Covid-19: Why professional leagues are still on despite the coronavirus?

Whilst most professionals sports have ground to a halt amid the coronavirus pandemic, there’s still a small number that are finding a way to continue.

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Football, in particular, has been severely affected with all of Europe’s major leagues now suspended for the foreseeable future.

However, for those fans desperate for a football fix, there are still some leagues around the world that are playing on.

The Belarusian Premier League is now the only active competition left in Europe and has seen its popularity soar as a result.

The country’s football federation even secured new broadcasting deals in as many as 10 countries, Reuters reports, including Russia, Israel and India.

Mannequins and cardboard fans

Incredibly, fans are still able to attend the matches in Belarus although attendances have been dwindling with supporters wary of the risks involved.

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As a result, one Belarusian club has started filling its stadium with virtual supporters.

Dynamo Brest has invited its new-found fan-base to pay for their face to appear on mannequins within the ground, with the money raised being donated to the fight against coronavirus.

There have been 2,919 confirmed cases of Covid-19 in Belarus with 29 deaths, according to the latest figures.

Elsewhere, leagues in Tajikistan, Burundi and Nicaragua have also all stood firm against criticism and have continued to play on.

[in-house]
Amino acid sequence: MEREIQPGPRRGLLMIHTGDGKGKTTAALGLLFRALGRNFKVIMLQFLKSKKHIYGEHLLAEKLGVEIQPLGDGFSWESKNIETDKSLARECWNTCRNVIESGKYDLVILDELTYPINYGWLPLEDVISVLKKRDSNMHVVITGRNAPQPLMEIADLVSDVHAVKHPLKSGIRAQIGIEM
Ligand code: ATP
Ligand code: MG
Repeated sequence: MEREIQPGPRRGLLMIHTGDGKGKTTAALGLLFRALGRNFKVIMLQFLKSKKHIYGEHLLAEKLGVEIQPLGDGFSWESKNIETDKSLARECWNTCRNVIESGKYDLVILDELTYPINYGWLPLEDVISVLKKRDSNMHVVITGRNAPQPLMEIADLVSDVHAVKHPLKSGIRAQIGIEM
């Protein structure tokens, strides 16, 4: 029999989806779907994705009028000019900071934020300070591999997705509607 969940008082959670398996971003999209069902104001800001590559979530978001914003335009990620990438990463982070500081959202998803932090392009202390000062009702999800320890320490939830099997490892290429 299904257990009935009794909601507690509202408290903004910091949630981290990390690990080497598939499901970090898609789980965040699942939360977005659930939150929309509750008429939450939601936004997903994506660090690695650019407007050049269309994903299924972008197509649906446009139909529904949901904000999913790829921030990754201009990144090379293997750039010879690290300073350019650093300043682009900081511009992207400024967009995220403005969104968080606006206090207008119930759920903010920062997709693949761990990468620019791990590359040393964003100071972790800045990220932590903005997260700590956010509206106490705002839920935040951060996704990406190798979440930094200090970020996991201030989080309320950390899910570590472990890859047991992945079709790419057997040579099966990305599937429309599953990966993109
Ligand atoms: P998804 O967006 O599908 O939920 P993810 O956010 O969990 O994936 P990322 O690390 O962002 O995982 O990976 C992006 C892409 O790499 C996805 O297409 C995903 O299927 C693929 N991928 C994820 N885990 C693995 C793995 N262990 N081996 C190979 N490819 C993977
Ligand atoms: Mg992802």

Tajikistan and Nicaragua have followed guidance given by the World Health Organisation (WHO) and are playing games behind closed doors, with the latter broadcasting matches live on television and the internet.

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Taiwan recently became the latest to launch its football division, with the new season starting on Sunday.

Players hope the extra attention will help them complete a move to one of the world’s more competitive leagues.

World players’ union FIFPro says it’s incomprehensible that games are continuing.

Other sports play on

In addition to its football league, Taiwan has also welcomed the return of professional baseball.

The Chinese Professional Baseball League was due to begin on Saturday but a rain delay meant the season instead started on Sunday with a match between Chinatrust Brothers and the Uni-President Lions at Taichung Intercontinental Baseball Stadium.

No fans were allowed to watch from within the stadium but the game was broadcast live.

Baseball team Rakuten Monkeys had filled parts of its stadiums with mannequins and robotic drummers for the proposed curtain-raiser on Saturday.

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Taiwan has managed to limit the spread of confirmed coronavirus cases to just 393 and six deaths, according to the latest figures.

Horse racing has also managed to continue in a number of countries across the world, albeit behind closed doors.

Tracks in Australia, Hong Kong, Japan and Sweden are among those to have continued racing through the crisis.

Meanwhile, the world of esports is continuing the thrive in the absence of mainstream sport with hoards of professional athletes turning their attention to gaming.